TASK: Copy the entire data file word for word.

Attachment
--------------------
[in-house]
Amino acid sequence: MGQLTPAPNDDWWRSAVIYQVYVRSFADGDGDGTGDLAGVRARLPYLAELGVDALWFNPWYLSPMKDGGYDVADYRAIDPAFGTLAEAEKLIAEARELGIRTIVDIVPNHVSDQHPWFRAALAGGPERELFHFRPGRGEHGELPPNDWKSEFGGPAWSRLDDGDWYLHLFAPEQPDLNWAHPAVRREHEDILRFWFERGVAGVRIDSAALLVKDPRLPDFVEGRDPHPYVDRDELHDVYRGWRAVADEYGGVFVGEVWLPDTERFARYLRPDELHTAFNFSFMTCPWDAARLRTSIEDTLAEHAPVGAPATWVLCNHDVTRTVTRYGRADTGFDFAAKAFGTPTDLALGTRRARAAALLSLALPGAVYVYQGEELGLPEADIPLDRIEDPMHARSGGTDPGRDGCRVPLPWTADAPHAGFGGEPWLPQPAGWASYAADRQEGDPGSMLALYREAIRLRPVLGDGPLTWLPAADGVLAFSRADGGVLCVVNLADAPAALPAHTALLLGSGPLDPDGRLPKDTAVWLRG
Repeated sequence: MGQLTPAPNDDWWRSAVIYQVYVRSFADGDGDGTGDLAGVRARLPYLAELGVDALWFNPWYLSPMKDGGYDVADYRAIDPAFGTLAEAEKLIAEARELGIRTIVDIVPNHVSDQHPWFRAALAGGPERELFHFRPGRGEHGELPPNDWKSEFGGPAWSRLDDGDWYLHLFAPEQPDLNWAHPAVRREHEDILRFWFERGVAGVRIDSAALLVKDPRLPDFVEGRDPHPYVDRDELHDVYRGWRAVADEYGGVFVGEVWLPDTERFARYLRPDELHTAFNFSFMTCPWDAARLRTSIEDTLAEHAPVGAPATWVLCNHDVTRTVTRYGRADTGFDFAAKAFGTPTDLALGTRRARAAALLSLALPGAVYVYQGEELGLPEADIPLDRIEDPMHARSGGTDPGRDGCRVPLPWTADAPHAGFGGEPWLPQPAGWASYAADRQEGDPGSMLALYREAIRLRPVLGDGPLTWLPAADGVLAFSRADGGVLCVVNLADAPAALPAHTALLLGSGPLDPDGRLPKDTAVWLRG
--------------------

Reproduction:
[in-house]
Amino acid sequence: MGQLTPAPNDDWWRSAVIYQVYVRSFADGDGDGTGDLAGVRARLPYLAELGVDALWFNPWYLSPMKDGGYDVADYRAIDPAFGTLAEAEKLIAEARELGIRTIVDIVPNHVSDQHPWFRAALAGGPERELFHFRPGRGEHGELPPNDWKSEFGGPAWSRLDDGDWYLHLFAPEQPDLNWAHPAVRREHEDILRFWFERGVAGVRIDSAALLVKDPRLPDFVEGRDPHPYVDRDELHDVYRGWRAVADEYGGVFVGEVWLPDTERFARYLRPDELHTAFNFSFMTCPWDAARLRTSIEDTLAEHAPVGAPATWVLCNHDVTRTVTRYGRADTGFDFAAKAFGTPTDLALGTRRARAAALLSLALPGAVYVYQGEELGLPEADIPLDRIEDPMHARSGGTDPGRDGCRVPLPWTADAPHAGFGGEPWLPQPAGWASYAADRQEGDPGSMLALYREAIRLRPVLGDGPLTWLPAADGVLAFSRADGGVLCVVNLADAPAALPAHTALLLGSGPLDPDGRLPKDTAVWLRG
Repeated sequence: MGQLTPAPNDDWWRSAVIYQVYVRSFADGDGDGTGDLAGVRARLPYLAELGVDALWFNPWYLSPMKDGGYDVADYRAIDPAFGTLAEAEKLIAEARELGIRTIVDIVPNHVSDQHPWFRAALAGGPERELFHFRPGRGEHGELPPNDWKSEFGGPAWSRLDDGDWYLHLFAPEQPDLNWAHPAVRREHEDILRFWFERGVAGVRIDSAALLVKDPRLPDFVEGRDPHPYVDRDELHDVYRGWRAVADEYGGVFVGEVWLPDTERFARYLRPDELHTAFNFSFMTCPWDAARLRTSIEDTLAEHAPVGAPATWVLCNHDVTRTVTRYGRADTGFDFAAKAFGTPTDLALGTRRARAAALLSLALPGAVYVYQGEELGLPEADIPLDRIEDPMHARSGGTDPGRDGCRVPLPWTADAPHAGFGGEPWLPQPAGWASYAADRQEGDPGSMLALYREAIRLRPVLGDGPLTWLPAADGVLAFSRADGGVLCVVNLADAPAALPAHTALLLGSGPLDPDGRLPKDTAVWLRG